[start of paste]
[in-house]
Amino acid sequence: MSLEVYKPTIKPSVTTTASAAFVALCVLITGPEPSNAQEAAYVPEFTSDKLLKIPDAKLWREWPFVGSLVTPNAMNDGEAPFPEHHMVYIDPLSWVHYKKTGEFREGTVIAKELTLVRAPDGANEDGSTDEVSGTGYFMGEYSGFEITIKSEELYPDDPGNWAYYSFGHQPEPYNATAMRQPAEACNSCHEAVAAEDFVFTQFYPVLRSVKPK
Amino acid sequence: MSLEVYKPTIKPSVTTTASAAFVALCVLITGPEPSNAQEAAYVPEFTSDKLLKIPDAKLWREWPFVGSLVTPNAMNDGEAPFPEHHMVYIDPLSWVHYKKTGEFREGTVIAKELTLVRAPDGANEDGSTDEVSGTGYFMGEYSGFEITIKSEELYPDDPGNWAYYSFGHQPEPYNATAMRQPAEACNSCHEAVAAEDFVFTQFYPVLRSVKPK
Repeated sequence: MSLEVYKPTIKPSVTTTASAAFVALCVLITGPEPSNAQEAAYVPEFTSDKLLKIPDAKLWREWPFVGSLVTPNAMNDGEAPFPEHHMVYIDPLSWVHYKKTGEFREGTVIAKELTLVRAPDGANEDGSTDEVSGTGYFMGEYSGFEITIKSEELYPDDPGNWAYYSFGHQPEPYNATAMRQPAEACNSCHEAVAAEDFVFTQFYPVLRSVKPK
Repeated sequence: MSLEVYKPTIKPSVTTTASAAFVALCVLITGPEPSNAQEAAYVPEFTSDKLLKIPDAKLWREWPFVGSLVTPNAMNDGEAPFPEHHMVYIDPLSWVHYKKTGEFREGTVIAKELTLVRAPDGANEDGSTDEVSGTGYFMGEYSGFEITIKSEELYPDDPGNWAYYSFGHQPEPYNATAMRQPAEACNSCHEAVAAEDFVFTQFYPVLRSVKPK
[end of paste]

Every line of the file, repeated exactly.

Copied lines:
[in-house]
Amino acid sequence: MSLEVYKPTIKPSVTTTASAAFVALCVLITGPEPSNAQEAAYVPEFTSDKLLKIPDAKLWREWPFVGSLVTPNAMNDGEAPFPEHHMVYIDPLSWVHYKKTGEFREGTVIAKELTLVRAPDGANEDGSTDEVSGTGYFMGEYSGFEITIKSEELYPDDPGNWAYYSFGHQPEPYNATAMRQPAEACNSCHEAVAAEDFVFTQFYPVLRSVKPK
Amino acid sequence: MSLEVYKPTIKPSVTTTASAAFVALCVLITGPEPSNAQEAAYVPEFTSDKLLKIPDAKLWREWPFVGSLVTPNAMNDGEAPFPEHHMVYIDPLSWVHYKKTGEFREGTVIAKELTLVRAPDGANEDGSTDEVSGTGYFMGEYSGFEITIKSEELYPDDPGNWAYYSFGHQPEPYNATAMRQPAEACNSCHEAVAAEDFVFTQFYPVLRSVKPK
Repeated sequence: MSLEVYKPTIKPSVTTTASAAFVALCVLITGPEPSNAQEAAYVPEFTSDKLLKIPDAKLWREWPFVGSLVTPNAMNDGEAPFPEHHMVYIDPLSWVHYKKTGEFREGTVIAKELTLVRAPDGANEDGSTDEVSGTGYFMGEYSGFEITIKSEELYPDDPGNWAYYSFGHQPEPYNATAMRQPAEACNSCHEAVAAEDFVFTQFYPVLRSVKPK
Repeated sequence: MSLEVYKPTIKPSVTTTASAAFVALCVLITGPEPSNAQEAAYVPEFTSDKLLKIPDAKLWREWPFVGSLVTPNAMNDGEAPFPEHHMVYIDPLSWVHYKKTGEFREGTVIAKELTLVRAPDGANEDGSTDEVSGTGYFMGEYSGFEITIKSEELYPDDPGNWAYYSFGHQPEPYNATAMRQPAEACNSCHEAVAAEDFVFTQFYPVLRSVKPK